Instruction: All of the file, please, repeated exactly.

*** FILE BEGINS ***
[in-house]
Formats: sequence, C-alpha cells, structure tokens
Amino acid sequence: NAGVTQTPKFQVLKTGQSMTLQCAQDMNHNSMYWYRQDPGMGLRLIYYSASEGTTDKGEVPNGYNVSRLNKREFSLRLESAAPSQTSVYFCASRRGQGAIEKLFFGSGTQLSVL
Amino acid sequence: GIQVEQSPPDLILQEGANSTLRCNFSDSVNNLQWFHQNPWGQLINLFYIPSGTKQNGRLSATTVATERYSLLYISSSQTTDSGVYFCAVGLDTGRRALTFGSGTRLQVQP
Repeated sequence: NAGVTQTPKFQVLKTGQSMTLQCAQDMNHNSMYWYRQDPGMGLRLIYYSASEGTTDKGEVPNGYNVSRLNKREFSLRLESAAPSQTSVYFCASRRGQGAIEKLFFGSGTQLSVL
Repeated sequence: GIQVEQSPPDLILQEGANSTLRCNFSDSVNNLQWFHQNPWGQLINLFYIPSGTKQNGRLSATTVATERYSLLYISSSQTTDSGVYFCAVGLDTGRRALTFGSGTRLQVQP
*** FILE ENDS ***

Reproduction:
[in-house]
Formats: sequence, C-alpha cells, structure tokens
Amino acid sequence: NAGVTQTPKFQVLKTGQSMTLQCAQDMNHNSMYWYRQDPGMGLRLIYYSASEGTTDKGEVPNGYNVSRLNKREFSLRLESAAPSQTSVYFCASRRGQGAIEKLFFGSGTQLSVL
Amino acid sequence: GIQVEQSPPDLILQEGANSTLRCNFSDSVNNLQWFHQNPWGQLINLFYIPSGTKQNGRLSATTVATERYSLLYISSSQTTDSGVYFCAVGLDTGRRALTFGSGTRLQVQP
Repeated sequence: NAGVTQTPKFQVLKTGQSMTLQCAQDMNHNSMYWYRQDPGMGLRLIYYSASEGTTDKGEVPNGYNVSRLNKREFSLRLESAAPSQTSVYFCASRRGQGAIEKLFFGSGTQLSVL
Repeated sequence: GIQVEQSPPDLILQEGANSTLRCNFSDSVNNLQWFHQNPWGQLINLFYIPSGTKQNGRLSATTVATERYSLLYISSSQTTDSGVYFCAVGLDTGRRALTFGSGTRLQVQP